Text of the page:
Sanctimonious U.S. governors go down for the count
Their sense of entitlement and invulnerability takes your breath away
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by L. IAN MacDONALD
The Gazette, Thursday, July 2, 2009
There must be something about being a governor of an American state that confers a sense of entitlement, invulnerability and simply an idea that you won't get caught.
First there was Eliot Spitzer, the scourge of white-collar crime when he was district attorney in New York, who rode his crime-busting reputation to the governor's mansion in Albany. As governor, he arranged for trysts with a young call girl who travelled across state lines to spend the evening with him at the Mayflower Hotel in Washington. Within 48 hours of being busted by the New York Times last year, Spitzer resigned in disgrace.
Then there was Rod Blagojevich, the governor of Illinois, who was impeached and removed from office this year for trying to sell Barack Obama's vacated Senate seat to the highest bidder. Well, it's Illinois, which has a deeply embedded culture of corruption, but even the Cook County machine never thought of trying to sell a president-elect's Senate seat.
Now there's Mark Sanford, the governor of South Carolina, who disappeared for five days last month to visit his Latina lover in Buenos Aires, leaving his wife and four sons alone over Father's Day weekend.
His staff's story was that he had gone hiking on the Appalachian Trail. The lieutenant-governor was not informed, nor was there any temporary transfer of power in the event the state had to call out the National Guard or declare a weather emergency.
"I spent the last five days of my life crying in Argentina," he told a confessional news conference, in a line straight out of the Andrew Lloyd Webber songbook.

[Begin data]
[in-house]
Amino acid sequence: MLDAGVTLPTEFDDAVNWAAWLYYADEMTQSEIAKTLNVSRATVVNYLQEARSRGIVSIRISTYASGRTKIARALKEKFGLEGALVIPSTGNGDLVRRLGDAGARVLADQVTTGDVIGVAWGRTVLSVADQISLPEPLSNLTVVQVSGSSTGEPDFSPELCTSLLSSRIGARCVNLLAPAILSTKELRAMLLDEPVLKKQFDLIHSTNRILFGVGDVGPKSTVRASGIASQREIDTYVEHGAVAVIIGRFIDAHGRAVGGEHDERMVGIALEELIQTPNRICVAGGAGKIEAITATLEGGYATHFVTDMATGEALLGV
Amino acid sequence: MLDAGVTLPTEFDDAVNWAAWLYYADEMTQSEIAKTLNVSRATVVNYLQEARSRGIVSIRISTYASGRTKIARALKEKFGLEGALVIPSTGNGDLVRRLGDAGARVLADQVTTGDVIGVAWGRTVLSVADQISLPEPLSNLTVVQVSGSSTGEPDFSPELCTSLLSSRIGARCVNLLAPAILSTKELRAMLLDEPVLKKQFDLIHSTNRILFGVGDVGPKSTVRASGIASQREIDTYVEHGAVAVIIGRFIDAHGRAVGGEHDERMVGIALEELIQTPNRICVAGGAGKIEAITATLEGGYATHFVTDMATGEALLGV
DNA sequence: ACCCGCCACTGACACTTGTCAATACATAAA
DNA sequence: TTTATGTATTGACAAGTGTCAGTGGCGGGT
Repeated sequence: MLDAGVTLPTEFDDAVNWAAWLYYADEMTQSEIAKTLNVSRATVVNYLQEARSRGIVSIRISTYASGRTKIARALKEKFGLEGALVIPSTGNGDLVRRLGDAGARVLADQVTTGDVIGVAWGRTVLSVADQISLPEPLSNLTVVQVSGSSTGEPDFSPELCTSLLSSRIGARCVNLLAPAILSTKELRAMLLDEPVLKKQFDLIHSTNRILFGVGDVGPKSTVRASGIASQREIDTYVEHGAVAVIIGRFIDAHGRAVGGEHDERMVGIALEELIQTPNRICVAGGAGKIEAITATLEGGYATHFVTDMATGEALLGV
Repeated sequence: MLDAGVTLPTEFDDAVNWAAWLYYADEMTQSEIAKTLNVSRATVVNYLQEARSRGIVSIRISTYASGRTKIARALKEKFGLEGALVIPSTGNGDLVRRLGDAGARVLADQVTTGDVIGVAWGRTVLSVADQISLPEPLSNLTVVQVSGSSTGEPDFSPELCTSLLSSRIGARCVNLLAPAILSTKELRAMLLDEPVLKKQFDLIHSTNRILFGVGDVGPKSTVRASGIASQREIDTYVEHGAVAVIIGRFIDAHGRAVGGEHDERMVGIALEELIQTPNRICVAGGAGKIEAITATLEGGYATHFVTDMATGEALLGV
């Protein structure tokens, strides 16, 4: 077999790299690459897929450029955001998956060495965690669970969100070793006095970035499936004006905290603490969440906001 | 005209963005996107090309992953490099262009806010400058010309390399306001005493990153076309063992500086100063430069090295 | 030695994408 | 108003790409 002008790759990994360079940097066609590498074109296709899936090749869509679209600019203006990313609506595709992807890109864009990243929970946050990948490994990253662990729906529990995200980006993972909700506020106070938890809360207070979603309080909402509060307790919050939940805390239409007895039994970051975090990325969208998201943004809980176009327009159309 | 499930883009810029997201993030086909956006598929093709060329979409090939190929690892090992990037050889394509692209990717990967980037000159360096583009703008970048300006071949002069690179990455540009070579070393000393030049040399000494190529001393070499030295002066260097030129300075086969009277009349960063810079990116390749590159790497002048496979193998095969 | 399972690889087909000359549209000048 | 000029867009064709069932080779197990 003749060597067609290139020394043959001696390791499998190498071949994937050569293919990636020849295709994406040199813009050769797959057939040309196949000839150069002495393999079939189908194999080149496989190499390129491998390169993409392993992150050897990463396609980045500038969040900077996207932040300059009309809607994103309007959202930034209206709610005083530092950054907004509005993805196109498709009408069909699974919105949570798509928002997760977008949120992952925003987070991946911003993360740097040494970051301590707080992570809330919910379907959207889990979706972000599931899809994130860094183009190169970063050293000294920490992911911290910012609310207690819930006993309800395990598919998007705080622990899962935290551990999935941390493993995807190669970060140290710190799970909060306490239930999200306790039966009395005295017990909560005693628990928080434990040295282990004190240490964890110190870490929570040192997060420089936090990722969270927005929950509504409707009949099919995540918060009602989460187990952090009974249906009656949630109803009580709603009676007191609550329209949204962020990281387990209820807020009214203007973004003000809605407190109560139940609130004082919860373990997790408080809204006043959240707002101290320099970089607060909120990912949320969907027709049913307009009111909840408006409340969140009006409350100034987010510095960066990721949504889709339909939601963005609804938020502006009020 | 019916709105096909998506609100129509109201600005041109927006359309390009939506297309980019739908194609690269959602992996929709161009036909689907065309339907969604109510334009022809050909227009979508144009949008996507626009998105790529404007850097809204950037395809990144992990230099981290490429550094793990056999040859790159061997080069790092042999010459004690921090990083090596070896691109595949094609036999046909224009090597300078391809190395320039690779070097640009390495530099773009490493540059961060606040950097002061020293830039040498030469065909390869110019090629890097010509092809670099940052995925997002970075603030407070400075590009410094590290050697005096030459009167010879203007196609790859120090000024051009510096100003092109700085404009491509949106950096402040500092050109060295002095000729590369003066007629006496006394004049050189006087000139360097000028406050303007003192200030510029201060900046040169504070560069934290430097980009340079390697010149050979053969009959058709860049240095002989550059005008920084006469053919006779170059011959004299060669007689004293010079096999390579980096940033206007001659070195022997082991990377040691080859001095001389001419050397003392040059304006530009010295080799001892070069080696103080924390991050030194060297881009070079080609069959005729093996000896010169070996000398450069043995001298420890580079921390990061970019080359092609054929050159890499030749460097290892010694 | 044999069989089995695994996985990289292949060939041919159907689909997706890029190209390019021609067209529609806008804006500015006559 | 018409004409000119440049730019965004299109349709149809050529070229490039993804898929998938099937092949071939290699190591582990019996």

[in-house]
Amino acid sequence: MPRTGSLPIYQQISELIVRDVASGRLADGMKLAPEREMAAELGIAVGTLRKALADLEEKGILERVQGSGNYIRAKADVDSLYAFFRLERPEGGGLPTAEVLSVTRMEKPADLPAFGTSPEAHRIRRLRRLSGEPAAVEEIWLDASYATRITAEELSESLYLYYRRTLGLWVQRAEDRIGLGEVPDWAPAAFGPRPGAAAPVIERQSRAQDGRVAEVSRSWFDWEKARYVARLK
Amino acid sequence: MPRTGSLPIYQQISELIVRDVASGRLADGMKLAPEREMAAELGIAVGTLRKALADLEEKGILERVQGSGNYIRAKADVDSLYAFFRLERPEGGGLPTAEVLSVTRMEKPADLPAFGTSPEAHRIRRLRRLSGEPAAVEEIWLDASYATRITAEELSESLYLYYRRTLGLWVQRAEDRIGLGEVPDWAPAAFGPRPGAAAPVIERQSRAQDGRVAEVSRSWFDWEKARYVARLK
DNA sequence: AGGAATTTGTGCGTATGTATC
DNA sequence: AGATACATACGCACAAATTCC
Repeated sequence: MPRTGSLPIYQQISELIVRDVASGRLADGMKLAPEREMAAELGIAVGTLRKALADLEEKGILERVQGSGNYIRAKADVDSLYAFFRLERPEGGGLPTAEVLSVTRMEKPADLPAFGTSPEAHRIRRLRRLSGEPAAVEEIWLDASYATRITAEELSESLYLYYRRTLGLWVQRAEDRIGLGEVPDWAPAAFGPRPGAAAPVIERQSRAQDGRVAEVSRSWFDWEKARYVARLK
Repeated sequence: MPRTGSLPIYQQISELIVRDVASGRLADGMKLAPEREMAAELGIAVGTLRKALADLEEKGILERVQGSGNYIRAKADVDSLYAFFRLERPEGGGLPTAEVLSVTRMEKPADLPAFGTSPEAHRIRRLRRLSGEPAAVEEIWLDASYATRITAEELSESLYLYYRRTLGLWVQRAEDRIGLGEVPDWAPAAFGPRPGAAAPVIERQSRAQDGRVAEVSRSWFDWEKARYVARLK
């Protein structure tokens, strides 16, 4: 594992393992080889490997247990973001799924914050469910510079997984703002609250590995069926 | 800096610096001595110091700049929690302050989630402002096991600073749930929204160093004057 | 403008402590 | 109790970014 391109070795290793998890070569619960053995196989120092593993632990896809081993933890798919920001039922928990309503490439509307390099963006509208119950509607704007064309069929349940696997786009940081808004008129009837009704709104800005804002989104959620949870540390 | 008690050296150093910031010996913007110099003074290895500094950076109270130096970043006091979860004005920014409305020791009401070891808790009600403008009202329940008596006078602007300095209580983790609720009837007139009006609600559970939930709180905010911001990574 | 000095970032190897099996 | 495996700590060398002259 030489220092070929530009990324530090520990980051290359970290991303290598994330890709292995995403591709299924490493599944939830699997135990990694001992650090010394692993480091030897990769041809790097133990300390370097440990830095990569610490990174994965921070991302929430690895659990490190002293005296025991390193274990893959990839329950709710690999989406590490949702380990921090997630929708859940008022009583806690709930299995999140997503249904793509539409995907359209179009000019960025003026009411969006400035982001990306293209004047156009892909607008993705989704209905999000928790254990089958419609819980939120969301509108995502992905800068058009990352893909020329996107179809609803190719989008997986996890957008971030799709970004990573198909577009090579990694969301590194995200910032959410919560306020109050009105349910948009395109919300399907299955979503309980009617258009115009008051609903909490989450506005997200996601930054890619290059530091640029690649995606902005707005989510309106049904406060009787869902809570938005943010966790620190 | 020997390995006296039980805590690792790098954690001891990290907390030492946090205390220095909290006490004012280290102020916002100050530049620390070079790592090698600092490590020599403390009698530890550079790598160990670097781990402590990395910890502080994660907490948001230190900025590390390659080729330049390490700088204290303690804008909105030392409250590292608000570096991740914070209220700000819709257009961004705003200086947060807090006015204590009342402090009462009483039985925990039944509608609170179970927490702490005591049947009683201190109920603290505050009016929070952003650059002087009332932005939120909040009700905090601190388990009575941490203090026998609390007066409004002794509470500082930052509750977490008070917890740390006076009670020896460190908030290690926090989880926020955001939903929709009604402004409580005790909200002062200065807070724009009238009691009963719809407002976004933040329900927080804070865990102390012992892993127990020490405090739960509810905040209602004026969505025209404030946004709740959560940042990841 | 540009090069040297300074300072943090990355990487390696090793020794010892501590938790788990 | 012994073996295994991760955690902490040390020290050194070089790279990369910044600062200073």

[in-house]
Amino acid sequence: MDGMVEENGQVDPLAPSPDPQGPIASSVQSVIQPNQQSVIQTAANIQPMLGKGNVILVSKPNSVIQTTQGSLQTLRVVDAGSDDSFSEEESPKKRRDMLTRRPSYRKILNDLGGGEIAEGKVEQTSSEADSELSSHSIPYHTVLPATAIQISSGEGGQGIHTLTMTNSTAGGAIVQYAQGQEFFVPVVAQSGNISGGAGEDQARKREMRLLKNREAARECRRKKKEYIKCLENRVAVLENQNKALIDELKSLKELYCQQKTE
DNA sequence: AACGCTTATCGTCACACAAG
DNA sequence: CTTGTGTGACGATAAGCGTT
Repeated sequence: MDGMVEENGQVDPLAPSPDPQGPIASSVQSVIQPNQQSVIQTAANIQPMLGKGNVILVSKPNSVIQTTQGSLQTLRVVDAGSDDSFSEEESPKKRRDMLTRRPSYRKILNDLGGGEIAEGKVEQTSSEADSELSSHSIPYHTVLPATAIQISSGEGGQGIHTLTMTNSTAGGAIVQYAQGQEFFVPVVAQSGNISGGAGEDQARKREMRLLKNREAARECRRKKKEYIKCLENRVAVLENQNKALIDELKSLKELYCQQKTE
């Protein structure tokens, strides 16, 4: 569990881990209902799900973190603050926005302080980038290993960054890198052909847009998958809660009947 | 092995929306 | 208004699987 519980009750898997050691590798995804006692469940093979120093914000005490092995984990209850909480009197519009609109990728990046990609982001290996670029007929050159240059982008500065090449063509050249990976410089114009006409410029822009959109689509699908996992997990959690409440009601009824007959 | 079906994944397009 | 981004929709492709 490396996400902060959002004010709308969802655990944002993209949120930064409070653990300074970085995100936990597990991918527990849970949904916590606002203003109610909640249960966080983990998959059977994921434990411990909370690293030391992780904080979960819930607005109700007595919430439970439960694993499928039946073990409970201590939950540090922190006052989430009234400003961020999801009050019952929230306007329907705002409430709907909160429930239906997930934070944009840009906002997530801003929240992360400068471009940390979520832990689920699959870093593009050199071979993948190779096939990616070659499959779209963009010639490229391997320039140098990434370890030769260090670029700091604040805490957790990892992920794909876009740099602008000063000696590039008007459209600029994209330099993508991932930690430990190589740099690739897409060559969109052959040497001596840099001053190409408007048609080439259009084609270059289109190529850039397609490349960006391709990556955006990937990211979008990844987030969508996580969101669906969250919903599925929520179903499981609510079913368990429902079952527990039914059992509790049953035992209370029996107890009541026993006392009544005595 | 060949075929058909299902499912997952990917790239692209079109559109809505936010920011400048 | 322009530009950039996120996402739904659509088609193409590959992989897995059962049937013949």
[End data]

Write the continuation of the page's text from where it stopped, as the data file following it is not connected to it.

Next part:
"Meet America's latest Luv Guv" screamed the New York Daily News across the top of the front page.
It turns out Sanford also arranged a trade junket to visit his Maria in Argentina last year, giving new meaning to the term trade mission. As part of his remorseful confession, he promised to repay the travel expenses of the trip.
Would he resign? That depended on how his apology played, and he was apologizing to everyone, from his wife and children to his staff, the lieutenant-governor, the people of South Carolina, and anyone in America who felt they were owed an apology.
Up to last week, Sanford had been regarded as a rising star in the Republican Party, and was head of its governors' conference. He had been on John McCain's short-list to be vice-president and was on a longer list of presidential prospects for 2012.
But, as with Spitzer, farewell to all that.
Another Republican bright light, Senator John Ensign of Nevada, had just come forward with a teary, televised confession of his own, that he'd had an extramarital affair with a married member of his campaign staff.
All in all, not a good week for the Republicans as the party of family values.
If there's any couple that embodies family values, it's clearly the First Couple in the White House, with their two lovely daughters, and the First Dog, Buddy.
The fall from grace of those other politicians isn't so precipitous because of their zipper problems, but their previous sanctimonious self-righteousness. Sanford, as a congressman, voted to impeach Bill Clinton for sex at the office.
Ensign and his wife, the New York Times noted the other day, were active "in an evangelical ministry that promotes strong families and marriages."
Spitzer, who struck fear into Wall St., hung out with hookers.
Italy's prime minister Silvio Berlusconi must be watching with some bemusement. Berlusconi, a legendary lothario, stands accused by his estranged wife of consorting with minors. Well, no, the girl had actually just turned 18, and Berlusconi had thrown her a birthday party. He was most put out when three women said they were paid to attend parties at his villa, and one apparently was asked to spend the night. Silvio pay for sex? No way. "I have never understood what satisfaction there is if not in the pleasure of conquest," he declared.
By they way, Italy is hosting the G8 summit this summer. Party central.